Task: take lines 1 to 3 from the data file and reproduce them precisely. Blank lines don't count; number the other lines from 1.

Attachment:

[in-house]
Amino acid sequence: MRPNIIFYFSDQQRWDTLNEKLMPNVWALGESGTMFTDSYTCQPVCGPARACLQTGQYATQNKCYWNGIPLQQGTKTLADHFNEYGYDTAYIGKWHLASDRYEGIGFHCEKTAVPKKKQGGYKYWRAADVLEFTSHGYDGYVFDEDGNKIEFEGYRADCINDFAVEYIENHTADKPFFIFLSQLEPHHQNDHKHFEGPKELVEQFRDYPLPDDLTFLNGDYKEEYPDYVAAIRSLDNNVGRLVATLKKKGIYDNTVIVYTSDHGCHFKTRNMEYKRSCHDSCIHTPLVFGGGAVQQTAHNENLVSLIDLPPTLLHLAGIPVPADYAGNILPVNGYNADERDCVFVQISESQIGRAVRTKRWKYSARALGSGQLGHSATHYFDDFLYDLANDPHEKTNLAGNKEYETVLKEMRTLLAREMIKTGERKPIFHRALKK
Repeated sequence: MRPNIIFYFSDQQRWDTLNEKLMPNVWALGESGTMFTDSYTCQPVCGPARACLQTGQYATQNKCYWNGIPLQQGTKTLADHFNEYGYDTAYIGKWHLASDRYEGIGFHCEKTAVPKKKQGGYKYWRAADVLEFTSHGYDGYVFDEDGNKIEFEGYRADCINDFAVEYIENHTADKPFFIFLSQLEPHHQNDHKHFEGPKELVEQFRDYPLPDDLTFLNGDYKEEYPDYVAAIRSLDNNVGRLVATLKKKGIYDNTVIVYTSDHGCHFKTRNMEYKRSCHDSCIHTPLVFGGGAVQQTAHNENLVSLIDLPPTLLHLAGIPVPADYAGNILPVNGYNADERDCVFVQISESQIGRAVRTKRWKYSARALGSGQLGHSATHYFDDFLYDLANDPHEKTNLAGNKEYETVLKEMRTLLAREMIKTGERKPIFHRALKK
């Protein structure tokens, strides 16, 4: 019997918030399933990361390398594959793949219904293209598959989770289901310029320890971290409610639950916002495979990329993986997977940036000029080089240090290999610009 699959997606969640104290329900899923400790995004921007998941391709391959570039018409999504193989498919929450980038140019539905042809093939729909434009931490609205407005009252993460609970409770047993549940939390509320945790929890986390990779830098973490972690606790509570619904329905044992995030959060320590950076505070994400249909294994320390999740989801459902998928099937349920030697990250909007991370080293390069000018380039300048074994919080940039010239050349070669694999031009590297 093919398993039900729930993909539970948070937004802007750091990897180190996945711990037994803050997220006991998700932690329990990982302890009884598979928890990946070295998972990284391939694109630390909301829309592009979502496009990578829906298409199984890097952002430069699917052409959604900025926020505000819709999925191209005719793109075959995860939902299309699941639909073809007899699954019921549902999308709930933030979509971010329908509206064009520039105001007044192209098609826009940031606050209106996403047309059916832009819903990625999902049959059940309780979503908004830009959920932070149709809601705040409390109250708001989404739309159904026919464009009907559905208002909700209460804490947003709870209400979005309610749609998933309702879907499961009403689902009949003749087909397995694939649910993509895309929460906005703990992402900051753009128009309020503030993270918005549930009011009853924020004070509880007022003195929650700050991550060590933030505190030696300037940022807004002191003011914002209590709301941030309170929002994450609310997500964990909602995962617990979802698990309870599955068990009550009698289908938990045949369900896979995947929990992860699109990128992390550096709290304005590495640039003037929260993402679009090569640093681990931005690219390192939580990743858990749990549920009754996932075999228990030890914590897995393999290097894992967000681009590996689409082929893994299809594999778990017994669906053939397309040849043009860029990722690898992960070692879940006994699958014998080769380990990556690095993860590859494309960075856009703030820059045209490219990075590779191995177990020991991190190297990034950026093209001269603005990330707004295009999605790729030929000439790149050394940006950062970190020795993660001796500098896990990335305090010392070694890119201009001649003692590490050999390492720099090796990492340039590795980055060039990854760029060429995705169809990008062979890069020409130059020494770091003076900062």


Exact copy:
[in-house]
Amino acid sequence: MRPNIIFYFSDQQRWDTLNEKLMPNVWALGESGTMFTDSYTCQPVCGPARACLQTGQYATQNKCYWNGIPLQQGTKTLADHFNEYGYDTAYIGKWHLASDRYEGIGFHCEKTAVPKKKQGGYKYWRAADVLEFTSHGYDGYVFDEDGNKIEFEGYRADCINDFAVEYIENHTADKPFFIFLSQLEPHHQNDHKHFEGPKELVEQFRDYPLPDDLTFLNGDYKEEYPDYVAAIRSLDNNVGRLVATLKKKGIYDNTVIVYTSDHGCHFKTRNMEYKRSCHDSCIHTPLVFGGGAVQQTAHNENLVSLIDLPPTLLHLAGIPVPADYAGNILPVNGYNADERDCVFVQISESQIGRAVRTKRWKYSARALGSGQLGHSATHYFDDFLYDLANDPHEKTNLAGNKEYETVLKEMRTLLAREMIKTGERKPIFHRALKK
Repeated sequence: MRPNIIFYFSDQQRWDTLNEKLMPNVWALGESGTMFTDSYTCQPVCGPARACLQTGQYATQNKCYWNGIPLQQGTKTLADHFNEYGYDTAYIGKWHLASDRYEGIGFHCEKTAVPKKKQGGYKYWRAADVLEFTSHGYDGYVFDEDGNKIEFEGYRADCINDFAVEYIENHTADKPFFIFLSQLEPHHQNDHKHFEGPKELVEQFRDYPLPDDLTFLNGDYKEEYPDYVAAIRSLDNNVGRLVATLKKKGIYDNTVIVYTSDHGCHFKTRNMEYKRSCHDSCIHTPLVFGGGAVQQTAHNENLVSLIDLPPTLLHLAGIPVPADYAGNILPVNGYNADERDCVFVQISESQIGRAVRTKRWKYSARALGSGQLGHSATHYFDDFLYDLANDPHEKTNLAGNKEYETVLKEMRTLLAREMIKTGERKPIFHRALKK